Commenting on the passing of Motion 13 at the Annual Conference of the National Education Union, Kevin Courtney, Joint General Secretary of the National Education Union, said:
“It is vital for both young people and the economy that technical qualifications have parity of esteem with academic ones. This does not need to involve separate educational pathways, and the NEU is concerned that T-levels could increase the divide between academic and vocational learning.
“T-levels will need to be excellent quality, but the panels designing these qualifications have no expertise in curriculum development or pedagogy. Nor do they have any experience of working with 14-19-year-old learners at further education colleges.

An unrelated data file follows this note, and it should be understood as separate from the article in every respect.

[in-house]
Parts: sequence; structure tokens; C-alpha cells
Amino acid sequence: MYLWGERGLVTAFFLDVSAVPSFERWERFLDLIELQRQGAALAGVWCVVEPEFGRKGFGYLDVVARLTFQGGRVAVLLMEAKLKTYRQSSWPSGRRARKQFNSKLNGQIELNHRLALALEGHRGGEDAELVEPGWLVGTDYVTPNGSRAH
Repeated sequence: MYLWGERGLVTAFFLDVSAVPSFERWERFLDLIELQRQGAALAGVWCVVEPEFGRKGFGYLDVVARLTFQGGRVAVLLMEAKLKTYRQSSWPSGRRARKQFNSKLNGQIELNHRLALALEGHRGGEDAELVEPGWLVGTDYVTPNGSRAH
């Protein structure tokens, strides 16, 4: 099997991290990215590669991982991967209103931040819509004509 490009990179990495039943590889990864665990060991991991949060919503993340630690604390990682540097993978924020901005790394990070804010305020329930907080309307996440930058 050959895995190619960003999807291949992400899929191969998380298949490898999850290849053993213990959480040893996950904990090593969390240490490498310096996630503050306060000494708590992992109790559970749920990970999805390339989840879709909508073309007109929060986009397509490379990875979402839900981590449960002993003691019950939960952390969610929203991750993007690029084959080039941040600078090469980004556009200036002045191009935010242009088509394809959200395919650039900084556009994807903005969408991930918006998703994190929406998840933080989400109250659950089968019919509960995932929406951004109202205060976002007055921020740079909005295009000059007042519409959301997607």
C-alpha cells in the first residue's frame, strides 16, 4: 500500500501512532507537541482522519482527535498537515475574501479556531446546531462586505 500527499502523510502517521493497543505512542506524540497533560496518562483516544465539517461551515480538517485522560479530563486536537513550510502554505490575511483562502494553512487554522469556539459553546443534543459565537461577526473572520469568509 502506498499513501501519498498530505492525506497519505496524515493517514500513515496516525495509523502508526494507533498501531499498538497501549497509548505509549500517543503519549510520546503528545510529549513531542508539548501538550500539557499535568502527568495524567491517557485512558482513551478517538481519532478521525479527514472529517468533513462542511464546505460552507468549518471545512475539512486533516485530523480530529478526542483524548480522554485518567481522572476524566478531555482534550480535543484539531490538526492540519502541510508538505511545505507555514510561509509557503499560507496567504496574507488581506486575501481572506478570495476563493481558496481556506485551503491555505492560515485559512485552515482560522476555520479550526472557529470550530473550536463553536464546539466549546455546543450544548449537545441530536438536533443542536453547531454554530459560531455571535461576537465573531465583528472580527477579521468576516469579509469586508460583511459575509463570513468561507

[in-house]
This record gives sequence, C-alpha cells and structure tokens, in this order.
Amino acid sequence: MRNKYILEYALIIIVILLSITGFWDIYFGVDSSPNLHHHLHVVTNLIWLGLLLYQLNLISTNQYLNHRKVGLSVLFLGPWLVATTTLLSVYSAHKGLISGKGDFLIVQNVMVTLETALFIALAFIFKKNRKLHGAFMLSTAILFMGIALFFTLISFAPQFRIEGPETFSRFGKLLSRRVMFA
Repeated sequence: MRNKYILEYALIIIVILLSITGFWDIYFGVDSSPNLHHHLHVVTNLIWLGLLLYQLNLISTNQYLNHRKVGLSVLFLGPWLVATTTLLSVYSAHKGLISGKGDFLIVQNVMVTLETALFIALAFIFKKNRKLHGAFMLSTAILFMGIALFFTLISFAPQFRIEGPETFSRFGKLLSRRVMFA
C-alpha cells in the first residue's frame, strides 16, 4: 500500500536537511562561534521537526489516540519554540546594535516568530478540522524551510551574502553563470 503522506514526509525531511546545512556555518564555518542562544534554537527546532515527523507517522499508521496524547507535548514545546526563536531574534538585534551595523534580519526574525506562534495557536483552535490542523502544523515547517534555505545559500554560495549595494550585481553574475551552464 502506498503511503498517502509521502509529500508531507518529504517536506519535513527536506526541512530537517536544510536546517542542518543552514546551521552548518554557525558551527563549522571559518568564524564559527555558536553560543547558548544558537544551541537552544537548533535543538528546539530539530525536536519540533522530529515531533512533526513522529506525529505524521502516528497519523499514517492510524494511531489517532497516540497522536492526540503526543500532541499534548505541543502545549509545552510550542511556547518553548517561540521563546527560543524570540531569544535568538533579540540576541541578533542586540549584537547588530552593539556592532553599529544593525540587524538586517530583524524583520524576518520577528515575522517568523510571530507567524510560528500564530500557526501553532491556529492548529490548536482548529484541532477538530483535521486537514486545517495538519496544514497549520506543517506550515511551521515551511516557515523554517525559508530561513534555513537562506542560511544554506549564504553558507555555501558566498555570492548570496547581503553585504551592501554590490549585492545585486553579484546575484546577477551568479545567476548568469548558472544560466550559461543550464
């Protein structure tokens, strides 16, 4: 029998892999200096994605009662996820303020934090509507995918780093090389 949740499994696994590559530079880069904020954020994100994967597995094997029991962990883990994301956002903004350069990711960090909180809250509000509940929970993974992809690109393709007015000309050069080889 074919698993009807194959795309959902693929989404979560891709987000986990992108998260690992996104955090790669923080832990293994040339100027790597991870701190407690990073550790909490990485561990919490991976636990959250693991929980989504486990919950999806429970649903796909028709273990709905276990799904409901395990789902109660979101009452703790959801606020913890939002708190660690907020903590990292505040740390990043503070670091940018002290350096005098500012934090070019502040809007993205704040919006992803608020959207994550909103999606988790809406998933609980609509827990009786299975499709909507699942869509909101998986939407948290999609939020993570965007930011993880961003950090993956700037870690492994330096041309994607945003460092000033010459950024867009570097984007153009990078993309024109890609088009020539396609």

“Teachers welcome reform, but they are realistic to the point of scepticism about its chances of success in a country so weak in its funding commitments and with a poor record of investment in training. This is of particular concern regarding the long work placements that learners will be required to complete as part of their T-level course. Experience shows us that employers do not step up to the plate when asked to provide opportunities for young people in the workplace. There are also many areas of the country where there are not enough employers near to colleges to accommodate all learners.
“The NEU supports a reformed, unified, properly-funded system of 14-19 curriculum and qualifications which help bring an end to the notion that academic and technical learning pathways at 16 are an ‘either/or’ option.”